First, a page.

“Usted es muy bonita Mamá.” (You are very pretty, Mama)

We all called her Mamá: my mom, dad, mi abuela (my grandmother), and my brothers. She was my grandmother’s mother, and the two of them lived together.

Mamá was healthy but ancient. I knew on account of her age that she wouldn’t be here much longer. Knowing this caused me to reflect sadly.

And so … very discreetly …

“Tu pelo es preciosa Mamá.” (Your hair is lovely Mamá)

… I pocketed some of the strands of hair that came off with the brush.

When I was very young, we would often sit rather serenely next to each other on the sofa.  I would bring my hand up and down her arm amusing myself with smoothing her wrinkles in one direction and then another. She would smile at me and call me, ‘Nena’ (little girl), and I would always call her Mamá and tell her she was pretty.

I wrote an essay about Mamá for school once. I learned that she grew up on a farm in Puerto Rico. As a child she used to milk the cow – a task she found challenging. She had to bring the calf close to its mother so that the milk would let down.  Mamá would then quickly move the calf out of the way so she could milk her.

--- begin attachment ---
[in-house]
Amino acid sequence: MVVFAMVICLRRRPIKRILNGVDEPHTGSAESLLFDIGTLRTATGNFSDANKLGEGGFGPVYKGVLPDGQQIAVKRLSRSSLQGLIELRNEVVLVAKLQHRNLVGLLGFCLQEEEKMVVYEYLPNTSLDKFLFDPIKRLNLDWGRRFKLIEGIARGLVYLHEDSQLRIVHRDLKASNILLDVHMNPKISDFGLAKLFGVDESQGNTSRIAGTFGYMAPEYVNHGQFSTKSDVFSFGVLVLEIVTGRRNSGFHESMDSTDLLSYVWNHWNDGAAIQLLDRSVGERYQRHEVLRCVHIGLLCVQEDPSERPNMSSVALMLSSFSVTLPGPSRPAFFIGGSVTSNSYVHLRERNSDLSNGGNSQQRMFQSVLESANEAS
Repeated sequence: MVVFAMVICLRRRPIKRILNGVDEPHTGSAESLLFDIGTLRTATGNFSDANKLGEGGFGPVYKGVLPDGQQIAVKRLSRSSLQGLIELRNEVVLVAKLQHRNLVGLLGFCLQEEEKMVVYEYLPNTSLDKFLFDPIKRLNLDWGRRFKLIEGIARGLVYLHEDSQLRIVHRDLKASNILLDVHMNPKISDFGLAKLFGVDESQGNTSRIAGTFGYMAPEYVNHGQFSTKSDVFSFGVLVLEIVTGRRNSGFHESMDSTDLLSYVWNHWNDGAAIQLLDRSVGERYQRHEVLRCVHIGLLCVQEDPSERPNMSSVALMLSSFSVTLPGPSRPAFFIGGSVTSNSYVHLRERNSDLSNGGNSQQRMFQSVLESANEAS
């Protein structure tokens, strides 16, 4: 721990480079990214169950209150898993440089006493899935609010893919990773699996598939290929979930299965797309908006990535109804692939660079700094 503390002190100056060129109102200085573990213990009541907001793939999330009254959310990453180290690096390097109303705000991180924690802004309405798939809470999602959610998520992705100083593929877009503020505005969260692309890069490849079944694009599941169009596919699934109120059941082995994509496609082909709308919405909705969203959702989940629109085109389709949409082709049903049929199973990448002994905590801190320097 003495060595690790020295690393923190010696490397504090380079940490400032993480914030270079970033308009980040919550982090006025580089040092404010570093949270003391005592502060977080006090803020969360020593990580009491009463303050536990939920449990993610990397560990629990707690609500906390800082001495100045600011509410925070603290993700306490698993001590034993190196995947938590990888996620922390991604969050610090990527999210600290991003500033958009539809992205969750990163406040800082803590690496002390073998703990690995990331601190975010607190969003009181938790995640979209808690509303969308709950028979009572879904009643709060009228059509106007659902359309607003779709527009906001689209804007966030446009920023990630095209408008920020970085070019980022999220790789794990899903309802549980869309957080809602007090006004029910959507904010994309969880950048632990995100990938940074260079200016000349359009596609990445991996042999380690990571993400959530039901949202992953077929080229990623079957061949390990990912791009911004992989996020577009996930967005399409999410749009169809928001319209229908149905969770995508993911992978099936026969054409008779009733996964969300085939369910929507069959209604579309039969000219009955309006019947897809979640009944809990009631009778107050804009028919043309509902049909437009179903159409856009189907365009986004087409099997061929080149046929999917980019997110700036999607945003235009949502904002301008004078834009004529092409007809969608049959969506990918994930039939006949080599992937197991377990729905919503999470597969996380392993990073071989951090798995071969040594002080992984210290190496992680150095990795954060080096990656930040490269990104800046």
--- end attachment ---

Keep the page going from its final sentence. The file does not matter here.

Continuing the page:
Mamá passed away on 6 December 1980 at the age of 102. It was a Saturday – a date I will always remember. I was 15 and forced to return to school that Monday. I entered the classroom and was greeted by a friend of mine who informed me that John Lennon had been shot and killed that very morning.

The days that followed were confusing ones for me. I mourned Mamá, and John Lennon – something my parents couldn’t understand nor approve of given the timing. I was told off when I lit a candle and sat in front of the TV to watch the vigils. It was difficult for me to explain to my parents that John Lennon’s death didn’t diminish the importance of Mamá’s death. Instead, I felt strangely supported as so many people in the world were also in mourning. I had loved Mamá more than anyone but had not been allowed to attend her funeral. Watching the vigils on TV validated my feelings and gave me permission to mourn the death of my great-grandmother.

So many years have now passed, yet in a burgundy velvet box holds the silver strands of hair that was touched by moonlight so long ago. When Mamá was alive, we didn’t speak the same language, but our bond was strong through the gift and power of love.

Petra Hernandez

Petra Hernandez